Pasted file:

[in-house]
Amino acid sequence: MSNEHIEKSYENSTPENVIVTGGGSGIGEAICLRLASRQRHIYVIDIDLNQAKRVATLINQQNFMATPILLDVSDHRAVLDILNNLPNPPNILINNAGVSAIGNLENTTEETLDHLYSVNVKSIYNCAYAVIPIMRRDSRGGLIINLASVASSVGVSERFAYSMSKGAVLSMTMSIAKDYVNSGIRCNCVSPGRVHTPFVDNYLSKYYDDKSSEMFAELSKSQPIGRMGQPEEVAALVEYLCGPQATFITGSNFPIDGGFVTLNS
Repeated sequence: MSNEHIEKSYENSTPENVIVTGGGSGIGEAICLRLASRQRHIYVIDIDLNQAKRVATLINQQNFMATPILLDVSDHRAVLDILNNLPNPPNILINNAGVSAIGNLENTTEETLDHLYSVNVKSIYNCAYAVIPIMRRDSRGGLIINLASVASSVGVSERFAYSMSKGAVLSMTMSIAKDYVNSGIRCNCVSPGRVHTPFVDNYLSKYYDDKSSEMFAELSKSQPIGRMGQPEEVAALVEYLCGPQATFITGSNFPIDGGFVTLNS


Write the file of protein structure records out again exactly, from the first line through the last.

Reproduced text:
[in-house]
Amino acid sequence: MSNEHIEKSYENSTPENVIVTGGGSGIGEAICLRLASRQRHIYVIDIDLNQAKRVATLINQQNFMATPILLDVSDHRAVLDILNNLPNPPNILINNAGVSAIGNLENTTEETLDHLYSVNVKSIYNCAYAVIPIMRRDSRGGLIINLASVASSVGVSERFAYSMSKGAVLSMTMSIAKDYVNSGIRCNCVSPGRVHTPFVDNYLSKYYDDKSSEMFAELSKSQPIGRMGQPEEVAALVEYLCGPQATFITGSNFPIDGGFVTLNS
Repeated sequence: MSNEHIEKSYENSTPENVIVTGGGSGIGEAICLRLASRQRHIYVIDIDLNQAKRVATLINQQNFMATPILLDVSDHRAVLDILNNLPNPPNILINNAGVSAIGNLENTTEETLDHLYSVNVKSIYNCAYAVIPIMRRDSRGGLIINLASVASSVGVSERFAYSMSKGAVLSMTMSIAKDYVNSGIRCNCVSPGRVHTPFVDNYLSKYYDDKSSEMFAELSKSQPIGRMGQPEEVAALVEYLCGPQATFITGSNFPIDGGFVTLNS